While I was in Seattle listening to talks about plasma, it was decided that I should host potluck the day after I returned. Since my brain was pretty geared towards science, I figured it was about time to have a mad scientist potluck, filled with (possibly) science-themed food. Or at least food that we can experimentally prove tastes delicious.

First things first: any good science party needs a genuine science experiment. And since I like my rented microwave too much to make grape plasma in it, I went with the always popular non-Newtonian fluid: corn starch and water. What I mean by non-Newtonian is this - this mixture will feel like a liquid (like white glue) if you touch it slowly, not putting a lot of force on it, but it will feel more solid (like thick, wet sand) if you poke it quickly. Lana and Laura demonstrate...
Later on in the evening I demonstrated that it could be rolled (with a fast, constant motion) into a ball, which I then threw against the outside of the house. It stayed ball-shaped and hard for long enough to slam into the wall and fall to the ground, but then it melted like the Wicked Witch of the West, slipping through the cracks on the deck.

Another science project that I provided was savory molecules. Cherry tomatoes, basil, mozzarella balls, and chunks of carrot took the place of hydrogen, oxygen, and other atoms in some complex molecules, made by Aditya. I think here we have caffeine and one other one. What can I say, chemistry has never been my thing.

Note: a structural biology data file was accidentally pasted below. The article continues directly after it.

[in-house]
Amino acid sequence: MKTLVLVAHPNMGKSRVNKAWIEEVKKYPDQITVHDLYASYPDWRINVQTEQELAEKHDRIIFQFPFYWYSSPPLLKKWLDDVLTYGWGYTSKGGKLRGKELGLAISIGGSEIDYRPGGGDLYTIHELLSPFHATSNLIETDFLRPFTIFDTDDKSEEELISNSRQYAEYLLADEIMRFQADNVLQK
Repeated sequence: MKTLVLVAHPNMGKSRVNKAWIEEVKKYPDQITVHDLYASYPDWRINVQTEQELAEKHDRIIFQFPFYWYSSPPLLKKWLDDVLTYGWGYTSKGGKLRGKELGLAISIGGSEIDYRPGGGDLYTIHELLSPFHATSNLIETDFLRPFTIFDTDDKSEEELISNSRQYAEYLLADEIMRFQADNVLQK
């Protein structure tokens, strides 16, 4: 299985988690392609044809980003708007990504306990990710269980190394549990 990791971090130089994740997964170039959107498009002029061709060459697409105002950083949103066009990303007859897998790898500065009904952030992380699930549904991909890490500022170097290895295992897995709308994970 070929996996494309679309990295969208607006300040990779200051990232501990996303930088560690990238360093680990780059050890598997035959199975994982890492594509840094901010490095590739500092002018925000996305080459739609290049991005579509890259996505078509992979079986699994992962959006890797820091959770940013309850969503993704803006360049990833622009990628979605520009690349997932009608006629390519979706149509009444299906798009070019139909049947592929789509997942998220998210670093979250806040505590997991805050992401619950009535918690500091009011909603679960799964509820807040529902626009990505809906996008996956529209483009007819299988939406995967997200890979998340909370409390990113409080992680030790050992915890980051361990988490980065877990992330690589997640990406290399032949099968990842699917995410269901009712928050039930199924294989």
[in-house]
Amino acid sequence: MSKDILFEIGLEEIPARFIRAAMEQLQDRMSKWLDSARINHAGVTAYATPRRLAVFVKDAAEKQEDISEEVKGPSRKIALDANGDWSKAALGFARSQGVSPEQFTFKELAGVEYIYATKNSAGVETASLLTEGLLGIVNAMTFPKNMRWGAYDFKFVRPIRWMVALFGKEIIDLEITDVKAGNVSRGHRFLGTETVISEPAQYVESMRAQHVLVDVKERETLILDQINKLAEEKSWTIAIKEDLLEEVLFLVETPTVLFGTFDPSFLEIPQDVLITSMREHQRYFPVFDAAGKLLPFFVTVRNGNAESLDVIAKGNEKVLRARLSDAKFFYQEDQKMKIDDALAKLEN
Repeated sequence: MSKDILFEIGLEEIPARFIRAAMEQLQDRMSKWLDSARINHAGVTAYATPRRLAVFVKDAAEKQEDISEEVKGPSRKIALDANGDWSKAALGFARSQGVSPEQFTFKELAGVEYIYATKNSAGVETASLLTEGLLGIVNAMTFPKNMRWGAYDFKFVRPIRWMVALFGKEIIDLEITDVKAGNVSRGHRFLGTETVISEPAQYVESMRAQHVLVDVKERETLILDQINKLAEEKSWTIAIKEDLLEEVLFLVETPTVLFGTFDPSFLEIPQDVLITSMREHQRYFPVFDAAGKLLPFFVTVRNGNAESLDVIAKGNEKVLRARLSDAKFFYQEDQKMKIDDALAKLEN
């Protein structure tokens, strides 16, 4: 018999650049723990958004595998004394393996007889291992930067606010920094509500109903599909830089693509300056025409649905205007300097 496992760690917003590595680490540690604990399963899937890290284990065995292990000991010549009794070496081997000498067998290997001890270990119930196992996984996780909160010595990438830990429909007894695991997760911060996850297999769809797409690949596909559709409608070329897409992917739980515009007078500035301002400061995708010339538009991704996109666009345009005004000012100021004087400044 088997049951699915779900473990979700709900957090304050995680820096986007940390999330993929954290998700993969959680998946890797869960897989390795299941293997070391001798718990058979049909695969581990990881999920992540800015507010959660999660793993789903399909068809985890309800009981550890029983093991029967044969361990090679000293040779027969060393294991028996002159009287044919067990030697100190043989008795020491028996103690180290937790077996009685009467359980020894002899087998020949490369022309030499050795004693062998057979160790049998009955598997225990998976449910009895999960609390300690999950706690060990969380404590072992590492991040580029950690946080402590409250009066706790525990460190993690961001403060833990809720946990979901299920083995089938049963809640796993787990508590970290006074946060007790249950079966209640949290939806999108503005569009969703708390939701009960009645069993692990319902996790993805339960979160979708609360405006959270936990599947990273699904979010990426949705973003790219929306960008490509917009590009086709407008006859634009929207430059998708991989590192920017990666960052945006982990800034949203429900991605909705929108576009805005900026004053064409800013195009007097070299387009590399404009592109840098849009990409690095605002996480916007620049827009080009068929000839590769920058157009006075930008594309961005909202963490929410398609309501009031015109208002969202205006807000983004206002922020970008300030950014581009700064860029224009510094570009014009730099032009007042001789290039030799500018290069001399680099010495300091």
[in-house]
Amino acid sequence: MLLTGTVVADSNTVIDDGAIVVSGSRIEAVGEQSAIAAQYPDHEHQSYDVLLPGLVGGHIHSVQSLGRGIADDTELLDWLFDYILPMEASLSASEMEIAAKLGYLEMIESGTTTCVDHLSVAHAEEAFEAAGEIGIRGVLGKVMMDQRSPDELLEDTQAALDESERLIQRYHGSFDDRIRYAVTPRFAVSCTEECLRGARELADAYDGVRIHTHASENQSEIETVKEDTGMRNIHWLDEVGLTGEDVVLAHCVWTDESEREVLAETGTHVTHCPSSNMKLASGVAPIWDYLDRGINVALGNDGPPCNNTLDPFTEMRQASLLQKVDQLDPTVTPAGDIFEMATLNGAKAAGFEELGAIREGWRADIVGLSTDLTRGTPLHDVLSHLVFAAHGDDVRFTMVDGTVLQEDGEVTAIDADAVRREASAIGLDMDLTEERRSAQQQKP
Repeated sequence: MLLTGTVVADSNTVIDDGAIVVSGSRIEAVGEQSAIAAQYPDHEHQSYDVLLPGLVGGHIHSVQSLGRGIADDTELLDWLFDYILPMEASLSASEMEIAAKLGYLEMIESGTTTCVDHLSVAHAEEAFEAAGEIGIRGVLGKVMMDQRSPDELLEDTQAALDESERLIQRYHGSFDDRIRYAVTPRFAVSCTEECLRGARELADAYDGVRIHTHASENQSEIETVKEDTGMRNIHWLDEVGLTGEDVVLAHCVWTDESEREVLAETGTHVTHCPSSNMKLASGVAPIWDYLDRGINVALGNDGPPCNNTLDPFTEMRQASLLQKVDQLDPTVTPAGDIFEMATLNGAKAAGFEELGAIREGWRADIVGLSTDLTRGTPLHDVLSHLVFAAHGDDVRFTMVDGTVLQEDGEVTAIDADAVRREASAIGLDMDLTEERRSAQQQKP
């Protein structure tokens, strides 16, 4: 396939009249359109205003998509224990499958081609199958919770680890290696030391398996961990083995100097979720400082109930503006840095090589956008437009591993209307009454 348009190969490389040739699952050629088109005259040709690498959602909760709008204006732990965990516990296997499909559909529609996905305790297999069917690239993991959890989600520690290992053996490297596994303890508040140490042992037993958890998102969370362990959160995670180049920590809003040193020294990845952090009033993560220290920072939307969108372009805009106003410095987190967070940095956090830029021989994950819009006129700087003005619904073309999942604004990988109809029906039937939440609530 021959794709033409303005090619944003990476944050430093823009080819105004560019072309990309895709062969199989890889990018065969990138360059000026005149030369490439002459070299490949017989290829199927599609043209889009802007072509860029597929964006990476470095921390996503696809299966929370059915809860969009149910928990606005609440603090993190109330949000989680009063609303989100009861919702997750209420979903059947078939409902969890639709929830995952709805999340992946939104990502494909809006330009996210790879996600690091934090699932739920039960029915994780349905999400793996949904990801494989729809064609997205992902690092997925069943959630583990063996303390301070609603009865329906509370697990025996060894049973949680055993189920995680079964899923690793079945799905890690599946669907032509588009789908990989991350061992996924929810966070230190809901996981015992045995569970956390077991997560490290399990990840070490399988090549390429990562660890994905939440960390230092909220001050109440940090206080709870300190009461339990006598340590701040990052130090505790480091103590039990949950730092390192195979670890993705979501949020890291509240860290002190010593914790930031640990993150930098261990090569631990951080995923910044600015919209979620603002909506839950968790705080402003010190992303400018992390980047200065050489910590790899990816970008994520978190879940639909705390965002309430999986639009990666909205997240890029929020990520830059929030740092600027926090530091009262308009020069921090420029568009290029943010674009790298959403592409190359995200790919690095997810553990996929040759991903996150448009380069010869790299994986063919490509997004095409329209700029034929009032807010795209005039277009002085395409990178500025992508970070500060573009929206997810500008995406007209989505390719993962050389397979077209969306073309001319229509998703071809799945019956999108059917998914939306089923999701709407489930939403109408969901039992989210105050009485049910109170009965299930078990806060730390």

I did take solid state physics, though, so I am a pro (ha! not really...) at crystalline structures such as the ever-popular "body centered cubic" shown below.

Lana took a more zoological approach, with her dog (neck-less giraffe?) figure, seen below with some H2O and balsamic vinaigrette.

Every scientist needs a little liquid inspiration, which Mike so boldly provided.

Geoffrey and Laura provided nourishment in the form of delicious peanut and potato stew. Just looking at this picture makes me salivate like Pavlov's dog.

My final contribution was, naturally, a dessert. The end result was not particularly science-y, but I do find the transformation of the ingredients to be a testament to kitchen science. Because, let's face it, a plain mixture of lemon juice, eggs, and whipping cream doesn't sound all that appetizing.

But add a little sugar, heat, and lots of whisking, and you end up with lemon mousse: rich and fluffy, with a flavor like lemon drops. Now that is a good use of science. And here's the recipe!

Lemon Mousse
from The Amateur Gourmet

2 egg yolks
1 whole egg
2 lemons
1/3 cup sugar
3/4 cup heavy cream

1. Start a pot filled 1/4 of the way with water boiling on the stove. In a bowl, roughly whisk together the egg yolks, whole egg, sugar, and the grated peel and juice of the lemons. Prepare a larger bowl with ice cubes and cold water.
2. Place the bowl with the egg mixture over the boiling water (taking care that the bottom doesn't touch the water), and whisk until the mixture thickens to the consistency of cake batter.
3. Move the bowl with the egg mixture to the ice-water bath, and whisk occasionally until it cools to room temperature. Meanwhile, use a hand-held mixer to whip the cream (along with a pinch of sugar) until you have stiff-ish peaks.
4. Whisk 1/3 of the whipped cream into the lemon curd. Gently fold in the remaining whipped cream with a spatula, until no streaks of pure lemon curd remain. Chill until you're ready to devour it.